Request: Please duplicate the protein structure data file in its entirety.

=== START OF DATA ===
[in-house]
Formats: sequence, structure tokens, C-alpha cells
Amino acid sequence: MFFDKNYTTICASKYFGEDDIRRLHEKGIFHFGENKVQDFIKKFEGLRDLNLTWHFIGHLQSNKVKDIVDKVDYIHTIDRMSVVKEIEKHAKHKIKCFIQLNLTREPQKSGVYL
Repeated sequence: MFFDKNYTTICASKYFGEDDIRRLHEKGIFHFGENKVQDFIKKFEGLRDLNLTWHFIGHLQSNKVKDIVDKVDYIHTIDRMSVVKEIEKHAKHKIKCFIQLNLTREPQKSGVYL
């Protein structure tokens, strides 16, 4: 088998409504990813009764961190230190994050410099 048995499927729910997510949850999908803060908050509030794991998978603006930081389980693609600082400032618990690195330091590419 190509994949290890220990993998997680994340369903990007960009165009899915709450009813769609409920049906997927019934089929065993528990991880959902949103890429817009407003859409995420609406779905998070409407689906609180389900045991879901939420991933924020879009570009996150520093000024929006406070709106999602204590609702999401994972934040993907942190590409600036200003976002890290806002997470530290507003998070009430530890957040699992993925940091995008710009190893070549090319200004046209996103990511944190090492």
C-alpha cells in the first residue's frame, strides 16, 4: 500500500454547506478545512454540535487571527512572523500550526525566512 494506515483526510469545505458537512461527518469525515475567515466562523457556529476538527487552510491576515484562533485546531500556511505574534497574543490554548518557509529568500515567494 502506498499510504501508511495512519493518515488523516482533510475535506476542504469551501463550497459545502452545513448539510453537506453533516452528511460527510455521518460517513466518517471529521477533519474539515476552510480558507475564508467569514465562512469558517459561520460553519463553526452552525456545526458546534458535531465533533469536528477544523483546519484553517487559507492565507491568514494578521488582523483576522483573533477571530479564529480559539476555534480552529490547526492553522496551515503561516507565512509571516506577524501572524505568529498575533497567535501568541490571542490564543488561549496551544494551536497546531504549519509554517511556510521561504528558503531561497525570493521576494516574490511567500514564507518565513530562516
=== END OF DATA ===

[in-house]
Formats: sequence, structure tokens, C-alpha cells
Amino acid sequence: MFFDKNYTTICASKYFGEDDIRRLHEKGIFHFGENKVQDFIKKFEGLRDLNLTWHFIGHLQSNKVKDIVDKVDYIHTIDRMSVVKEIEKHAKHKIKCFIQLNLTREPQKSGVYL
Repeated sequence: MFFDKNYTTICASKYFGEDDIRRLHEKGIFHFGENKVQDFIKKFEGLRDLNLTWHFIGHLQSNKVKDIVDKVDYIHTIDRMSVVKEIEKHAKHKIKCFIQLNLTREPQKSGVYL
């Protein structure tokens, strides 16, 4: 088998409504990813009764961190230190994050410099 048995499927729910997510949850999908803060908050509030794991998978603006930081389980693609600082400032618990690195330091590419 190509994949290890220990993998997680994340369903990007960009165009899915709450009813769609409920049906997927019934089929065993528990991880959902949103890429817009407003859409995420609406779905998070409407689906609180389900045991879901939420991933924020879009570009996150520093000024929006406070709106999602204590609702999401994972934040993907942190590409600036200003976002890290806002997470530290507003998070009430530890957040699992993925940091995008710009190893070549090319200004046209996103990511944190090492």
C-alpha cells in the first residue's frame, strides 16, 4: 500500500454547506478545512454540535487571527512572523500550526525566512 494506515483526510469545505458537512461527518469525515475567515466562523457556529476538527487552510491576515484562533485546531500556511505574534497574543490554548518557509529568500515567494 502506498499510504501508511495512519493518515488523516482533510475535506476542504469551501463550497459545502452545513448539510453537506453533516452528511460527510455521518460517513466518517471529521477533519474539515476552510480558507475564508467569514465562512469558517459561520460553519463553526452552525456545526458546534458535531465533533469536528477544523483546519484553517487559507492565507491568514494578521488582523483576522483573533477571530479564529480559539476555534480552529490547526492553522496551515503561516507565512509571516506577524501572524505568529498575533497567535501568541490571542490564543488561549496551544494551536497546531504549519509554517511556510521561504528558503531561497525570493521576494516574490511567500514564507518565513530562516